Israel’s Arms

general
November 3, 2009
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Yossi Melman

Two separate episodes, which occurred in September 2009, can shed a light on Israel’s policy of arms sales. The first was the “secret” visit of Prime Minister Benjamin Netanyahu to Moscow to meet with Russian leaders. Mr. Netanyahu discussed with his hosts the Iranian nuclear program — which, understandably, is of deep concern to Israel — and tried also to persuade them to reverse their decision to sell Tehran the Russian-made anti-aircraft missile defense S-300. The second episode was the visit of Foreign Minister Avigdor Lieberman to five major African nations. While the proclaimed aim of his tour was the discussion of malnutrition, hunger, and disease in Africa, Lieberman and his entourage dealt with less humanitarian and elevated subjects and laid the groundwork for future weapons deals.

The two episodes illustrate Israel’s problematic and controversial behavior: On the one hand it is asking the world to take into consideration its security needs. On the other hand Israel itself shows no consideration of other nations’ concerns. Israel preaches morality, values, and ideals, and it portrays itself as the only democracy in the Middle East. Yet behind the scenes it is involved in murky and dubious arms deals.

The request that Russia refrains from selling arms to Iran in particular demonstrates a measure of chutzpa and hypocrisy. Israel has surpassed Russia already in 2008 as the world’s third largest arms exporter. Israel has (almost) no inhibitions in selling weapons on the global market. And, in fact, Israel ignored Russian protests when it equipped the country of Georgia with military hardware, technology, and military training.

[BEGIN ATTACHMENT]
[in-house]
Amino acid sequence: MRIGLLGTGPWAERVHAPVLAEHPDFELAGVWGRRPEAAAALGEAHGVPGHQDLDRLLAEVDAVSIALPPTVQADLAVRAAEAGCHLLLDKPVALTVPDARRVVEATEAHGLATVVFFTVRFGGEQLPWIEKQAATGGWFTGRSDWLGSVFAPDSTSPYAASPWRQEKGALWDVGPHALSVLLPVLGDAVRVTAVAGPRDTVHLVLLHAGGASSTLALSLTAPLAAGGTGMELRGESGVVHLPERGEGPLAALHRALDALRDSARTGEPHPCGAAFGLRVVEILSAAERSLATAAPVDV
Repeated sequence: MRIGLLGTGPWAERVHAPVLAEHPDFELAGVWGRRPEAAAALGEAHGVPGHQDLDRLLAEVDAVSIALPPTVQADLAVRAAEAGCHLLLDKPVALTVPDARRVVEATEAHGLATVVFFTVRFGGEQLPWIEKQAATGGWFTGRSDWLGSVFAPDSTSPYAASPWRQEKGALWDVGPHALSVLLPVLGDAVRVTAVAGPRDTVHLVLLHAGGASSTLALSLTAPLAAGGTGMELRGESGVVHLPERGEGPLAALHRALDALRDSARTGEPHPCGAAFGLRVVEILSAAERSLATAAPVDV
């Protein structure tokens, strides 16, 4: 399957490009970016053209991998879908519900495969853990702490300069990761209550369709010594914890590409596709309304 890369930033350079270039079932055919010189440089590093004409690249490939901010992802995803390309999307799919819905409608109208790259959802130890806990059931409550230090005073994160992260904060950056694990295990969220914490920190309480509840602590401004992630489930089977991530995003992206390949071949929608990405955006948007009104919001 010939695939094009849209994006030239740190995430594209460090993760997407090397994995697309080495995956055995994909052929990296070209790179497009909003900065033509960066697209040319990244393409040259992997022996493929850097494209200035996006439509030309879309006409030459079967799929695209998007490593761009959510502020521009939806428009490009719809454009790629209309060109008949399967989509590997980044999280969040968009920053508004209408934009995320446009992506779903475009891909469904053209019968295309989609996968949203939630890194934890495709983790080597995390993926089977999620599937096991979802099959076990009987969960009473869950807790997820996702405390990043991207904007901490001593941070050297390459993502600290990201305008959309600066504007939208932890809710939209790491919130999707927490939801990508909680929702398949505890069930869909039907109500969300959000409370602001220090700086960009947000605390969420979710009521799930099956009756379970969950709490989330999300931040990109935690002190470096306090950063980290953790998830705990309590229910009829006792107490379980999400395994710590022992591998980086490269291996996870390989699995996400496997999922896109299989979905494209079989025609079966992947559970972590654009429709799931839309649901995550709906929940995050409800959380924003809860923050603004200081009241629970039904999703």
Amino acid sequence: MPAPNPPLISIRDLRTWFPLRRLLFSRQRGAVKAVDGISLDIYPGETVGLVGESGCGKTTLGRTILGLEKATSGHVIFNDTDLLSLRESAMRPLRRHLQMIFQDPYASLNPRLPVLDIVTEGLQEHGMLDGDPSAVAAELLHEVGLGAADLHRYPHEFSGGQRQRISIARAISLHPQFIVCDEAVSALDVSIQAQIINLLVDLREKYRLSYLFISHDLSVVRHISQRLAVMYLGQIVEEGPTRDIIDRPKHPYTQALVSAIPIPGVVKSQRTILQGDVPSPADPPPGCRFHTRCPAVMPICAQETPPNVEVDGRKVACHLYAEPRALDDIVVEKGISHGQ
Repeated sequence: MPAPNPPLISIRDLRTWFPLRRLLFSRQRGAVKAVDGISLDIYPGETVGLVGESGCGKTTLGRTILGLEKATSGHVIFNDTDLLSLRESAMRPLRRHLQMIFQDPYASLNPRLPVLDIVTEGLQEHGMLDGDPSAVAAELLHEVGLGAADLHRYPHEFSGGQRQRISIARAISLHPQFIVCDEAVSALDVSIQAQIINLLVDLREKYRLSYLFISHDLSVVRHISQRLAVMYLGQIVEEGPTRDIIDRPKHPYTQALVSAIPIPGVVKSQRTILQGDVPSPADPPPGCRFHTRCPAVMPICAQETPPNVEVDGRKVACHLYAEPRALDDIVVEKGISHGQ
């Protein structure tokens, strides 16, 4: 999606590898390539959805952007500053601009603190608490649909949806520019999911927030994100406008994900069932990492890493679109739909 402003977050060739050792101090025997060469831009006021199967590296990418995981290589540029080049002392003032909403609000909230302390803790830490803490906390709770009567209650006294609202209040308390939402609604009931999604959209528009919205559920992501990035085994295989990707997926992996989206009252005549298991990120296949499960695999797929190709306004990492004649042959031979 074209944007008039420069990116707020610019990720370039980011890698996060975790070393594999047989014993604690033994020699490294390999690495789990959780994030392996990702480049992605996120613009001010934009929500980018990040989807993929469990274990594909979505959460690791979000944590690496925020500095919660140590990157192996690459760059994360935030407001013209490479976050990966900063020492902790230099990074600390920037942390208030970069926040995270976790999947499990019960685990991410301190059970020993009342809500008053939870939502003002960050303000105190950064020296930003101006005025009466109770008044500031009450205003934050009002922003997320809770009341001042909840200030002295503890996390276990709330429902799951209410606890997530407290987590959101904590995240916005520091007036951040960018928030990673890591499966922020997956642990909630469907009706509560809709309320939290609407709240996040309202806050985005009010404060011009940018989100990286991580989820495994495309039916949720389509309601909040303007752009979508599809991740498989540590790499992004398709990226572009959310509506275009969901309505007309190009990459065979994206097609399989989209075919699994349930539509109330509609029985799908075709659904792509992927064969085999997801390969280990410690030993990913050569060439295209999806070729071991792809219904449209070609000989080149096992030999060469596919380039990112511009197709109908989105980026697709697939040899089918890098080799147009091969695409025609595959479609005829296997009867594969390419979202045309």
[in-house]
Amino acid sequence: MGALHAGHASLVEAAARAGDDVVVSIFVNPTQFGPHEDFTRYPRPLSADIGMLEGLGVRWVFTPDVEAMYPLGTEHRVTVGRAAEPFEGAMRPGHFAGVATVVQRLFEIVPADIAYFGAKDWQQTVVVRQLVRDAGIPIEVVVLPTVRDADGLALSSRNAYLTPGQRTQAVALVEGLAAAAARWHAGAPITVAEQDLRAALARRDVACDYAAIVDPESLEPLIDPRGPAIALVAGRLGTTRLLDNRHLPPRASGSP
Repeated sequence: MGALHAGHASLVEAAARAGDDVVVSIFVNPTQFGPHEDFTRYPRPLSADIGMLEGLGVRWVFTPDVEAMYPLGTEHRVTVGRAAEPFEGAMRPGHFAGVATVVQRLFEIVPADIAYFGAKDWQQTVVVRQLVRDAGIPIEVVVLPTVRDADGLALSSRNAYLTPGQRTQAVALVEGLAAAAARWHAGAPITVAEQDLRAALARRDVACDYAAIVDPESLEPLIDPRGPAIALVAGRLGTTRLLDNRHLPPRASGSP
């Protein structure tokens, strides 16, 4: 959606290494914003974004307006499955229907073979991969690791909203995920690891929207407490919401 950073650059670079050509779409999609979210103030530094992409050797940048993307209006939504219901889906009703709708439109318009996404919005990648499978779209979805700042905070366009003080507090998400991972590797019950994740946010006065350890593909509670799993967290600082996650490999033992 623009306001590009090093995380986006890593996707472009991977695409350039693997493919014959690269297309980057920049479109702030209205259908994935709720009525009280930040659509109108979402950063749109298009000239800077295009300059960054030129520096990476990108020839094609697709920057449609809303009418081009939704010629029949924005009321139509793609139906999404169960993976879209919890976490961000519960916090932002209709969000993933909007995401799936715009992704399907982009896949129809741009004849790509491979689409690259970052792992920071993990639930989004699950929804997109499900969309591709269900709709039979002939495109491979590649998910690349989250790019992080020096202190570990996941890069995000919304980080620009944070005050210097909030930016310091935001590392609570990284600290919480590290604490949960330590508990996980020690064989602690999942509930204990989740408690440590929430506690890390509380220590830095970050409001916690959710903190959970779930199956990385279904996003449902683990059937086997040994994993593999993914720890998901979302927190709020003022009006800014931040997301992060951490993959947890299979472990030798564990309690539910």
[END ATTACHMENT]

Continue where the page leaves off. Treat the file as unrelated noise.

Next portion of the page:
Nevertheless, one shouldn’t be so naïve as to ask Israel to be an exception to the dominant rule, or to become a role model. The dream and aspiration of the founding fathers of the Jewish state, rooted in the ideals of the prophets to become “a light to nations,” have long ago faded and crashed on the hard surface of Middle East political and military reality. But one might have expected Israel to play down its rule in this shady and dark business. Instead of showing some remorse and justifying its arms sales policy as a necessity, Israel prides itself on and boasts about becoming a leading power in the field.

With arms sales of between $4–7 billion annually in the last five years, Israel positioned itself as the third largest arms exporter after the U.S. and France, and before world powers such as the U.K., Russia, China, or India.